Employers could be forgiven for reacting to National Stress Awareness Day on 2 November by saying it is not a business priority and they are too busy responding to difficult trading conditions. However, given findings from the Chartered Institute of Personnel and Development’s October 2011 Absence management survey that stress is now the leading cause of sickness absence, perhaps the issue should move up the list of priorities.
There are a number of ways employers can respond to stress in the workplace and many actions they can take to make a positive difference for those affected. The situation is not helped by the fact that stress is actually quite a poorly defined concept. It is also not helped that stress does not exist from a medical point of view. So it is surprising how many times stress is written on employees’ fit notes by GPs.
The first thing an employer can do is find out exactly what the problem is. The Health and Safety Executive’s (HSE) stress standards and management competencies, outlined on its website, would be a good starting point.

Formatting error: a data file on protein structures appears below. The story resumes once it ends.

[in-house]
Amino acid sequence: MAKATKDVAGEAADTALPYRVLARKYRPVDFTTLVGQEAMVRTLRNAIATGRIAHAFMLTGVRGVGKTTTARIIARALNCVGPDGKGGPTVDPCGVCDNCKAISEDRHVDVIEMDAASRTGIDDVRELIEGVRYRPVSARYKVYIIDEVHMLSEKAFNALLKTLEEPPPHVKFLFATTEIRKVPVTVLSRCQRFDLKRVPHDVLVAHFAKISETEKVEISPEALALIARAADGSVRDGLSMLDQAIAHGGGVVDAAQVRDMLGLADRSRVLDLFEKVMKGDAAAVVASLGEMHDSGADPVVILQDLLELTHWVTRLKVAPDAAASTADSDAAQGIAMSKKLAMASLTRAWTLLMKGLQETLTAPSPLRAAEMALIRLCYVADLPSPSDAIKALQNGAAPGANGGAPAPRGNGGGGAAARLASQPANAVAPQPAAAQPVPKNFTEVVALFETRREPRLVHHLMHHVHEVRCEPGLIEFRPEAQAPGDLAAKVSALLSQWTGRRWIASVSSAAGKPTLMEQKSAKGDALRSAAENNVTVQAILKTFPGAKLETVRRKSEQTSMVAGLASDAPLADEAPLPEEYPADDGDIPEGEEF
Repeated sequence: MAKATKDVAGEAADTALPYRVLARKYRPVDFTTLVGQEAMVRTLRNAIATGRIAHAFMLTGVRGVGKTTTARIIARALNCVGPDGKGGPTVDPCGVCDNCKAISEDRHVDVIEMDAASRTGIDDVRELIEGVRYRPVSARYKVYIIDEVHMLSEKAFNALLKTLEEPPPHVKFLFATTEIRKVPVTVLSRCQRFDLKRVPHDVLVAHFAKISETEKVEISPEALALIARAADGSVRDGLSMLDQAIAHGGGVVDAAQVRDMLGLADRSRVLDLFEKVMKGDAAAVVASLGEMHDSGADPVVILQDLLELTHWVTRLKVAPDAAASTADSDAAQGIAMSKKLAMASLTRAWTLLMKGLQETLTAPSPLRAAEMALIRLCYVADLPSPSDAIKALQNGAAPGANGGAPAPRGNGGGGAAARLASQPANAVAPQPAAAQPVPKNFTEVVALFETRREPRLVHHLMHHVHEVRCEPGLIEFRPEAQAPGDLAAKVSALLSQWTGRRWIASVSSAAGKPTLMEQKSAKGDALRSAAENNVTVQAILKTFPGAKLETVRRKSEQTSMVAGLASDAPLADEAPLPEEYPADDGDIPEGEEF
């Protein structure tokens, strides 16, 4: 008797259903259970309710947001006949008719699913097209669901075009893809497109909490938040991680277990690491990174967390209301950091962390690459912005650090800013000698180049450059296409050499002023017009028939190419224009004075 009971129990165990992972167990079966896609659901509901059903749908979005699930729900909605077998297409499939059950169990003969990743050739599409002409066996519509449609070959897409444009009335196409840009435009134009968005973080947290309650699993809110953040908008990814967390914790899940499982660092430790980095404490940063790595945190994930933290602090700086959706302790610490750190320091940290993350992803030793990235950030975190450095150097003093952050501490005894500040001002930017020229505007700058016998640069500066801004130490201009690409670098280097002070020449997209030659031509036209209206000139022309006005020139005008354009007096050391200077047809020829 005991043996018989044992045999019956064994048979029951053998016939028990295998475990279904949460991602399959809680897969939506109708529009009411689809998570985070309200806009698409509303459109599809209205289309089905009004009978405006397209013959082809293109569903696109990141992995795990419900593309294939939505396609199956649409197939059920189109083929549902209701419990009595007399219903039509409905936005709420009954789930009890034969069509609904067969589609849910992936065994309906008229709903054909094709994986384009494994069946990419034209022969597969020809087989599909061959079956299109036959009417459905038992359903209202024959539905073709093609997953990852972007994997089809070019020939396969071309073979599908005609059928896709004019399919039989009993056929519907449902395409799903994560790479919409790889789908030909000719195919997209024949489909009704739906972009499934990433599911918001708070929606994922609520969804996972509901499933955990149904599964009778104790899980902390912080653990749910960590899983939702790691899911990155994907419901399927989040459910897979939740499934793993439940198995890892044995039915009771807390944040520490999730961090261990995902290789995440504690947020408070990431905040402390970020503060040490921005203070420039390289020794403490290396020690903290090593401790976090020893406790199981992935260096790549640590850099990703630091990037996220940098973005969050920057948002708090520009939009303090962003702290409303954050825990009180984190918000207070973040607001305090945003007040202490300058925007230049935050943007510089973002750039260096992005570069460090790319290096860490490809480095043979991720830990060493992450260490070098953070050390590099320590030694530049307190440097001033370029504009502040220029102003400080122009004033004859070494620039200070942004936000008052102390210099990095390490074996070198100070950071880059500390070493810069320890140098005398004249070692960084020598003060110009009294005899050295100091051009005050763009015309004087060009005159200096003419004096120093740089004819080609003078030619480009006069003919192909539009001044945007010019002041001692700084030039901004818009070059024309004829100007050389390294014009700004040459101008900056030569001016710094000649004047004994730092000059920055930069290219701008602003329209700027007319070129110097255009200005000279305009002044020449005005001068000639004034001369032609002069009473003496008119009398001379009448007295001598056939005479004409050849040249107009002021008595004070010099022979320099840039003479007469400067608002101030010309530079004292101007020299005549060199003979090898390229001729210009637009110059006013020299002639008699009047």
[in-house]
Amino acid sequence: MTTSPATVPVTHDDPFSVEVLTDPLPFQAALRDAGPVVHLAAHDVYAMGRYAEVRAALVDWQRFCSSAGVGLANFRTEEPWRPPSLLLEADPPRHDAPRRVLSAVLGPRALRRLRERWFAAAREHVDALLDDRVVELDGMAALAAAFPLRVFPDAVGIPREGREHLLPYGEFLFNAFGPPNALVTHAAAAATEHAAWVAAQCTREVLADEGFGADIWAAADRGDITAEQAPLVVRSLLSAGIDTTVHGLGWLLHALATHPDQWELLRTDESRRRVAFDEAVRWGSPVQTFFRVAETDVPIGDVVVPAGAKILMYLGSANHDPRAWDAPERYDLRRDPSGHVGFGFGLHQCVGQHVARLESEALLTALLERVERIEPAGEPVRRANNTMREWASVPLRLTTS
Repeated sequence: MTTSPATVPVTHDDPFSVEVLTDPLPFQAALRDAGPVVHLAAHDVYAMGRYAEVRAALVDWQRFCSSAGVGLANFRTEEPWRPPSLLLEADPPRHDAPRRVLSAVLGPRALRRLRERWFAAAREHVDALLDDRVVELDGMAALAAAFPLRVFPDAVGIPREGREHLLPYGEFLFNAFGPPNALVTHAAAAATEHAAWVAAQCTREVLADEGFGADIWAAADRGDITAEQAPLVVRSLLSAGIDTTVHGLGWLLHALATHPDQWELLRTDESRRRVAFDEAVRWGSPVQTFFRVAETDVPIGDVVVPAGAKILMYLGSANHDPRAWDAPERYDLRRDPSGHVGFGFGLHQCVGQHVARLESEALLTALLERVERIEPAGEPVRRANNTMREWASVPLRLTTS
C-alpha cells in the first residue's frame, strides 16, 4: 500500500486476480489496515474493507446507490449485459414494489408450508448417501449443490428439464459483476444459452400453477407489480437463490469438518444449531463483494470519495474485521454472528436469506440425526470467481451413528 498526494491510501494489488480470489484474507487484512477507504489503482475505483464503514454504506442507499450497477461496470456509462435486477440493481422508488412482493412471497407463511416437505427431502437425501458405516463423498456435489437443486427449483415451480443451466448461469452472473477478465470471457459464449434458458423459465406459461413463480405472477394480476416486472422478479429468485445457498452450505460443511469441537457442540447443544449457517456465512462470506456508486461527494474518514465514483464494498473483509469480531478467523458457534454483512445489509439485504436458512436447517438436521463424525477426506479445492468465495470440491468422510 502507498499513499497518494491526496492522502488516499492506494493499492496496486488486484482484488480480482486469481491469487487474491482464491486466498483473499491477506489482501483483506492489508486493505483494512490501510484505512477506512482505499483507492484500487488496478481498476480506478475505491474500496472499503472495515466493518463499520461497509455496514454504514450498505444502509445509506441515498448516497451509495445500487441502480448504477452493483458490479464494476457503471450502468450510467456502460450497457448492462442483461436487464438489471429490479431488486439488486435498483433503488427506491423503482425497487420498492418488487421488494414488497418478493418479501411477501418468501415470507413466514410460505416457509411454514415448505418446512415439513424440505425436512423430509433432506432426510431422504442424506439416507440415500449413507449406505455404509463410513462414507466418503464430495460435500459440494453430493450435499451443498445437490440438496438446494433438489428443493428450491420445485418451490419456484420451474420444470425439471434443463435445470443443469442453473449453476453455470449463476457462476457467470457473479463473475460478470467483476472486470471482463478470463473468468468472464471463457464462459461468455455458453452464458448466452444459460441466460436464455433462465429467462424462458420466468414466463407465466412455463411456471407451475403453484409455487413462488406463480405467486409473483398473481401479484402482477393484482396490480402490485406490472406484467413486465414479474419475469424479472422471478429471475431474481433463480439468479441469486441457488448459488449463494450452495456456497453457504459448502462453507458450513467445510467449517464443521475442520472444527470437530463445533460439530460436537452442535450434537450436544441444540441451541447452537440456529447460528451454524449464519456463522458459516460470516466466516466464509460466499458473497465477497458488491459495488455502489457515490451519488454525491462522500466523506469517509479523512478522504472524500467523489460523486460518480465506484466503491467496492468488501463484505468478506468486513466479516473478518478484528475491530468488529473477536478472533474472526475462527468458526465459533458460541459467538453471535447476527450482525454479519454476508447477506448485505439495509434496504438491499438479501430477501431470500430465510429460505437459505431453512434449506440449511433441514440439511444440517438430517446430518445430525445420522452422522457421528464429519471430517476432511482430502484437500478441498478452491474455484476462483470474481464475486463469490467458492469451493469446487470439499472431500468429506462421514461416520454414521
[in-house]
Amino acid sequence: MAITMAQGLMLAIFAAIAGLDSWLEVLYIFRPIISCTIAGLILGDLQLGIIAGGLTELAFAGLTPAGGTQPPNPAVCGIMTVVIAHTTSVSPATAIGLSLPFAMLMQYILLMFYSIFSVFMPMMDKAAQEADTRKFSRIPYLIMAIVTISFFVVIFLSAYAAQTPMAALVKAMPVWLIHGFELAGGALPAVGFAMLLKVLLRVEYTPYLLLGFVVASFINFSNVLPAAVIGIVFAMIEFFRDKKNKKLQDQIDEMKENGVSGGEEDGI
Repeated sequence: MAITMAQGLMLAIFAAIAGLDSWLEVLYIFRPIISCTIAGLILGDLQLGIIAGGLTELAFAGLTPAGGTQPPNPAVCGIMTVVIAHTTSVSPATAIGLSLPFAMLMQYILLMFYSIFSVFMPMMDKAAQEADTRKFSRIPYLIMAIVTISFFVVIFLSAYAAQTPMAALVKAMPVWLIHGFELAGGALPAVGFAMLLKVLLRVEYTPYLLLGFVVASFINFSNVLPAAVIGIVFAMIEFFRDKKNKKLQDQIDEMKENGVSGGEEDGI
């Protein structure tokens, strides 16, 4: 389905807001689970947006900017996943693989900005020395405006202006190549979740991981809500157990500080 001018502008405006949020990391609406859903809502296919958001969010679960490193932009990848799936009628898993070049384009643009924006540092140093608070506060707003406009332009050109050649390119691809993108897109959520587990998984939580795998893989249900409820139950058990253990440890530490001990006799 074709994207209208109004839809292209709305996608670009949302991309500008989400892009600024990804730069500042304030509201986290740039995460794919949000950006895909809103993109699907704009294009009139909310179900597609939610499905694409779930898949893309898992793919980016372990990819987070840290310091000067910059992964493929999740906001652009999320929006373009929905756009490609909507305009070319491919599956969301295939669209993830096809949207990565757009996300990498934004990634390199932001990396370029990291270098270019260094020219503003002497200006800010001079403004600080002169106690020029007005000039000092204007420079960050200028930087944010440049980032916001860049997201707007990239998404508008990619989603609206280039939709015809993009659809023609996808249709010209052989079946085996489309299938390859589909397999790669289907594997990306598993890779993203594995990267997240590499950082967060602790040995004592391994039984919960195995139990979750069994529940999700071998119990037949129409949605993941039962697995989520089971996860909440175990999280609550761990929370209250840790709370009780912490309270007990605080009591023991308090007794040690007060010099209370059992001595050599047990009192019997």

The questions contained in the stress standards can be used freely by organisations and particular help should be given to problem teams, such as using focus groups to get them to come forward with ideas for improvement.
Putting in place and supporting an effective partnership between HR, occupational health and an employee assistance programme is also vital so support can be targeted and resources co-ordinated. Social issues as well as workplace problems can then be addressed, increasing the sense that the organisation cares and is interested in employees’ wellbeing.
– Andrew Kinder, vice-chairman of the UK Employee Assistance Professionals Association (UK EAPA) and chief psychologist at Atos Healthcare